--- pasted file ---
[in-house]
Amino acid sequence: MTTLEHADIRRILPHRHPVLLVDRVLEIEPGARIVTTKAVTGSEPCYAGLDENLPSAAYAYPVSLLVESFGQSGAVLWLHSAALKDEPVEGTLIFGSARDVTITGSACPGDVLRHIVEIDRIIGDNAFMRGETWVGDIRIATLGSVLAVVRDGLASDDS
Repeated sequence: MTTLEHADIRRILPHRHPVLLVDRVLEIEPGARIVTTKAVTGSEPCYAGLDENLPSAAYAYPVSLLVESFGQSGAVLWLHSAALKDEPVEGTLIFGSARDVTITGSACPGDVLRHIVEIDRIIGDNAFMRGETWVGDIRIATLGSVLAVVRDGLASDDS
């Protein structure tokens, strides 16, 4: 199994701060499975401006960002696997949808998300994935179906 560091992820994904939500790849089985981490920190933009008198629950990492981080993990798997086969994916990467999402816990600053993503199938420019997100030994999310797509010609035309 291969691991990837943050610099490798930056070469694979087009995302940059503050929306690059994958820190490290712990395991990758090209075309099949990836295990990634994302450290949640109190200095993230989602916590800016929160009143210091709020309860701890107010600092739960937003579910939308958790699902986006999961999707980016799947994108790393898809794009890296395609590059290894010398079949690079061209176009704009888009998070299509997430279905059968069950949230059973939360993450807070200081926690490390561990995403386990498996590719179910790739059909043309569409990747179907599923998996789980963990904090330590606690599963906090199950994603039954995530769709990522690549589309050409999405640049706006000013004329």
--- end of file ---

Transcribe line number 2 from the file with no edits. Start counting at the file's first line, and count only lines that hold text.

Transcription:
Amino acid sequence: MTTLEHADIRRILPHRHPVLLVDRVLEIEPGARIVTTKAVTGSEPCYAGLDENLPSAAYAYPVSLLVESFGQSGAVLWLHSAALKDEPVEGTLIFGSARDVTITGSACPGDVLRHIVEIDRIIGDNAFMRGETWVGDIRIATLGSVLAVVRDGLASDDS